58 Life and Letters o, j Francis Galton
machine for plotting isochrones ; the individuality of the ship is represented by zinc templates cut to its sailing qualities under each force of wind, and each template corresponding to the number of points the course of the ship lies off the wind. Galton considered that such templates could be cut for some moderate number of ciasses of ships, and charts of isochrones for such classes be then issued for the principal oceans. Galton remarks in his Memories'
"I was rather scandalised by finding how little was known to nautical men of the sailing qualities of their own ships, along each of the sixteen points of the compass, assuming a moderate sea and a moderate wind blowing steadily from one direction. I think, if I had a yacht, that this would be the first point I should wish to ascertain in respect to her performances."
In his Royal Society paper he states that no human brain from a mere inspection of the crude data of winds, currents, etc. can deduce a correct result as to the distances likely to be run by a given ship on various courses.
"As an example,, I may be allowed to mention', that I asked a naval officer of unusually large experience in the construction of weather charts, and who was familiar with the sailing qualities of a ' Beaufort standard ship,' to estimate portions of isochrones in certain cases; and
I found the mean error of his estimates to exceed 15 per cent. The guesses of ordinary navigators would necessarily be much wider of the truth. Now we must recollect that a very small saving on the average length of voyages would amount to an enormous aggregate of commercial gain, and that, where precision is practicable, we should never rest satisfied with rule of thumb. Our meteorological statistics afford the best information attainable at the present moment, and they exceed by some hundredfold the experiences of any one navigator; their probable errors may be large but that is 'no reason for needlessly associating them with additional subjects of doubt. The probable error of a navigator's estimate of an isochrone, and consequently of the data which he must use. whether consciously or not, whenever he attempts to calculate his best track, is due at the present time to no less than three distinct sets of uncertainties: (a) the average weather; (b) the performance of his ship on different courses with winds of different force (which I understand to be hardly ever ascertained with much precision); (c) the computa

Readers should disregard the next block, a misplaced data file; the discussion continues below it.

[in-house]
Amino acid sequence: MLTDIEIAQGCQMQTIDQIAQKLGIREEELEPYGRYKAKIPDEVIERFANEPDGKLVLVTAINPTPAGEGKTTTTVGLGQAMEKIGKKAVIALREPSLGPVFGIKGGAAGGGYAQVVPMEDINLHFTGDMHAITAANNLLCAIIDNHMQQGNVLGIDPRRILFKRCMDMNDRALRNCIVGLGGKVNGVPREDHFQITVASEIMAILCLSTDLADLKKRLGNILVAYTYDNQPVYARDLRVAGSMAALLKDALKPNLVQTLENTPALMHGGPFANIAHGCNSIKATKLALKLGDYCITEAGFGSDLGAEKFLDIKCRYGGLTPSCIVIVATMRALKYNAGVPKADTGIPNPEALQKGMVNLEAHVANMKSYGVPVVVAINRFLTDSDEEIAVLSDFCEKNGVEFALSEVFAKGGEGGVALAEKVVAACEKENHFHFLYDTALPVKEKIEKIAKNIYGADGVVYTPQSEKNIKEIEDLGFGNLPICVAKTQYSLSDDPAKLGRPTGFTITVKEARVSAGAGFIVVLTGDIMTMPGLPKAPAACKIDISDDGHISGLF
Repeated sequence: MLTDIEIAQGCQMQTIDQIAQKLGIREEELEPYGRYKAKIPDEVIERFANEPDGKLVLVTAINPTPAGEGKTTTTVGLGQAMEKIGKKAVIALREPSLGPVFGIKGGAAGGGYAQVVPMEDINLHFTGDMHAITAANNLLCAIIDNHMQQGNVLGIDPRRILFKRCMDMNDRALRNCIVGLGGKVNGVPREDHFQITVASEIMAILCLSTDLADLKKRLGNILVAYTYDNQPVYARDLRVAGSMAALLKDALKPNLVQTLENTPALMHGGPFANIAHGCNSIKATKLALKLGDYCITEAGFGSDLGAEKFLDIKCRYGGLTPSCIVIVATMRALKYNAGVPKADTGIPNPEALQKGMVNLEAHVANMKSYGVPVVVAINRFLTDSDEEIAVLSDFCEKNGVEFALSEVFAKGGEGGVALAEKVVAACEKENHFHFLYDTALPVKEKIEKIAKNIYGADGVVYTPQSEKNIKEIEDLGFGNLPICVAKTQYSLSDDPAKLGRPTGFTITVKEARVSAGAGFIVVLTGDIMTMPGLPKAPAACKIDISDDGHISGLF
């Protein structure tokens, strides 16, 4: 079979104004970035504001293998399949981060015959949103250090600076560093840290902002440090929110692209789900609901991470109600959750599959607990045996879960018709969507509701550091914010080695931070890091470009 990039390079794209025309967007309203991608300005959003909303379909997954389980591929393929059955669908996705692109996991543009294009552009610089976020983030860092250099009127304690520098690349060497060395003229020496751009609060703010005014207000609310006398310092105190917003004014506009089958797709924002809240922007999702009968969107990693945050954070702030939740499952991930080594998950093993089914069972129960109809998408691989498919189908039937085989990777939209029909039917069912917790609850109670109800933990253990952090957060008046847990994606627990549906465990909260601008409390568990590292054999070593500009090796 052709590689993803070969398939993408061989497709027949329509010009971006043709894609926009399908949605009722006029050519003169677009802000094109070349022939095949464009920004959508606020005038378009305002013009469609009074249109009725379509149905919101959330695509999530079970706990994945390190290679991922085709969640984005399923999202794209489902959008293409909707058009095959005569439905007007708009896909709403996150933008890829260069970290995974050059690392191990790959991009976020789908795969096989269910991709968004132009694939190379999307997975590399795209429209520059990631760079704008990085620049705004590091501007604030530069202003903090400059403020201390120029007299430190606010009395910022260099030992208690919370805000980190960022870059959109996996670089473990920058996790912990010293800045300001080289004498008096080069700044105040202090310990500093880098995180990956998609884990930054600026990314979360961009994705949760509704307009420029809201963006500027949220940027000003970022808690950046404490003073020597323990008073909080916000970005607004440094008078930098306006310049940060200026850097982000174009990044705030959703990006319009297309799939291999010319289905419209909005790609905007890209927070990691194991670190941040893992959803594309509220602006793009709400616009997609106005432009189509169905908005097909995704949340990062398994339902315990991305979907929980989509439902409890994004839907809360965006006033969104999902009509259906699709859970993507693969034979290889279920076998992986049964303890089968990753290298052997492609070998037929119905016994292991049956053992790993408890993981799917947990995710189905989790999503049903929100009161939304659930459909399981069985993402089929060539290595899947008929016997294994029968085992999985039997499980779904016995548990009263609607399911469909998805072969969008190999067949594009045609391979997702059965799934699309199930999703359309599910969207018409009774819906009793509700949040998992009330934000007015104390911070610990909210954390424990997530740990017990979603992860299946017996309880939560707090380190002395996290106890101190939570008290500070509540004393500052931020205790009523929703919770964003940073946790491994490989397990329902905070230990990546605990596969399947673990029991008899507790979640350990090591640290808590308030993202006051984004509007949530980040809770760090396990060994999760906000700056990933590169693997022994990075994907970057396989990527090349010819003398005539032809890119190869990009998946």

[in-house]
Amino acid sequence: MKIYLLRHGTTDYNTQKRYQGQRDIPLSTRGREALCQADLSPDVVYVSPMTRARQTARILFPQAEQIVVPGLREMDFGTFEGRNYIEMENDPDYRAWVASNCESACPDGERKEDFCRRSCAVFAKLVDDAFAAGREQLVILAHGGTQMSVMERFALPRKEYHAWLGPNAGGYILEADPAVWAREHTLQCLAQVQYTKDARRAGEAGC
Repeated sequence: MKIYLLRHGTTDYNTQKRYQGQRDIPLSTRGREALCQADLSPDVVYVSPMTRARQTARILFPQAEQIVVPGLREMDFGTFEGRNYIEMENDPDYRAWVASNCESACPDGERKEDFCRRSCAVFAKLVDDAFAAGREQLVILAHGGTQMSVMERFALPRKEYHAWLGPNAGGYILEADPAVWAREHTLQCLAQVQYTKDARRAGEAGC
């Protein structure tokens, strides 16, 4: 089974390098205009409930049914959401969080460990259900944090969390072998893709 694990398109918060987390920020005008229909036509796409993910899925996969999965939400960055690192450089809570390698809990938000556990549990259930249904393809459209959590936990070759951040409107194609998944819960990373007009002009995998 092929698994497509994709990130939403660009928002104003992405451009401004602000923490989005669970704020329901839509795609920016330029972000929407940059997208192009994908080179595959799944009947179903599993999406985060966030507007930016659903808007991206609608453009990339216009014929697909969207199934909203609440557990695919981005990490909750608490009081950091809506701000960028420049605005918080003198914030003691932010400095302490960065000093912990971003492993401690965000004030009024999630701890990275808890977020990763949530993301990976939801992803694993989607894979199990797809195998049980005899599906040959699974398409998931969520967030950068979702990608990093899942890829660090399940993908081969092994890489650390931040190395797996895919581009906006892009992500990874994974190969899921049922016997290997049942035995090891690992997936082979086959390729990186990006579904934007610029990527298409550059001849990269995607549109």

tion of the isochrone."
Galton proposed to reduce the uncertainty to (a).
There is much of interest in this series of papers which are very characteristic of the author's originality in idea and in method, but alas ! the papers ought to have appeared 20 years earlier. The modern reader hardly realises that the bulk of our stores were carried in 1857 to the Crimea in sailing ships; that even at the time Galton wrote these papers a considerable proportion of trade was still carried by sail. Published in 1850, these papers would probably have been followed by the universal construction and use of isochronic charts, and Galton's name would have been honoured in the history of navigation. But in the 'seventies steam was rapidly superseding sails, and sails were practically discarded before the Meteorological Office had time to collect the more ample and trustworthy data of ocean statistics, on the publication of which Galton's charts depended. Each mode of transit is succeeded by another, the railways killed canals, as motor traffic is killing the railways. It is hard on the discoverer and inventor to be working at a period of transition on a method of transit which has not
1 p. 240. 2 Roy. Soc. Proc. Vol. xxi, p. 267.